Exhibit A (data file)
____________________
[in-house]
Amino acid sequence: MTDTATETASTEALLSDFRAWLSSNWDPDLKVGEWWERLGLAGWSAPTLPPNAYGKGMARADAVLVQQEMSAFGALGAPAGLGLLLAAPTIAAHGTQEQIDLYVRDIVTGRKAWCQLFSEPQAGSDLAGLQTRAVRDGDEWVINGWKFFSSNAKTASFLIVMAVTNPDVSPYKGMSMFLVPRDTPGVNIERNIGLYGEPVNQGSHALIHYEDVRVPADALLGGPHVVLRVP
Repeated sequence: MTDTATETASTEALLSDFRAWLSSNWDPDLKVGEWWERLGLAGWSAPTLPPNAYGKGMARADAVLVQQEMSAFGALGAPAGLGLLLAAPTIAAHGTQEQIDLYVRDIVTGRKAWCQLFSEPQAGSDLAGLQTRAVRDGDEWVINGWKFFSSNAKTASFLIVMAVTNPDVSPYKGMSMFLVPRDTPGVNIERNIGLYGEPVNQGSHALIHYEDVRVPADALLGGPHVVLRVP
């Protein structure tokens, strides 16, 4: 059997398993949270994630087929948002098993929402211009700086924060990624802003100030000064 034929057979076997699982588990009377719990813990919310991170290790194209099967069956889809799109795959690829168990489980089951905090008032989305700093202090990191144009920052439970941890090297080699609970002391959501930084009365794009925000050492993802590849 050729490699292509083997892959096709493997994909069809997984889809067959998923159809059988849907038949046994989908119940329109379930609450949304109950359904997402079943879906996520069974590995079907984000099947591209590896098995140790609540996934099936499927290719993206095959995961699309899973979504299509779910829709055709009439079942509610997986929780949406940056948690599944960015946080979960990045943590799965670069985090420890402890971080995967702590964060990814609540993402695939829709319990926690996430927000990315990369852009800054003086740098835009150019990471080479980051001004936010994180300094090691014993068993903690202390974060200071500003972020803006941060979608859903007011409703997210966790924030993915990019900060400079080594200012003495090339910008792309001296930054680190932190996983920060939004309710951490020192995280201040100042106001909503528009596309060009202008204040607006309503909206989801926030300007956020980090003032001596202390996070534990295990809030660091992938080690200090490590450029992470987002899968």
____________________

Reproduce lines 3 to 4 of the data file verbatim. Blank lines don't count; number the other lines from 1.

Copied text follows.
Repeated sequence: MTDTATETASTEALLSDFRAWLSSNWDPDLKVGEWWERLGLAGWSAPTLPPNAYGKGMARADAVLVQQEMSAFGALGAPAGLGLLLAAPTIAAHGTQEQIDLYVRDIVTGRKAWCQLFSEPQAGSDLAGLQTRAVRDGDEWVINGWKFFSSNAKTASFLIVMAVTNPDVSPYKGMSMFLVPRDTPGVNIERNIGLYGEPVNQGSHALIHYEDVRVPADALLGGPHVVLRVP
């Protein structure tokens, strides 16, 4: 059997398993949270994630087929948002098993929402211009700086924060990624802003100030000064 034929057979076997699982588990009377719990813990919310991170290790194209099967069956889809799109795959690829168990489980089951905090008032989305700093202090990191144009920052439970941890090297080699609970002391959501930084009365794009925000050492993802590849 050729490699292509083997892959096709493997994909069809997984889809067959998923159809059988849907038949046994989908119940329109379930609450949304109950359904997402079943879906996520069974590995079907984000099947591209590896098995140790609540996934099936499927290719993206095959995961699309899973979504299509779910829709055709009439079942509610997986929780949406940056948690599944960015946080979960990045943590799965670069985090420890402890971080995967702590964060990814609540993402695939829709319990926690996430927000990315990369852009800054003086740098835009150019990471080479980051001004936010994180300094090691014993068993903690202390974060200071500003972020803006941060979608859903007011409703997210966790924030993915990019900060400079080594200012003495090339910008792309001296930054680190932190996983920060939004309710951490020192995280201040100042106001909503528009596309060009202008204040607006309503909206989801926030300007956020980090003032001596202390996070534990295990809030660091992938080690200090490590450029992470987002899968």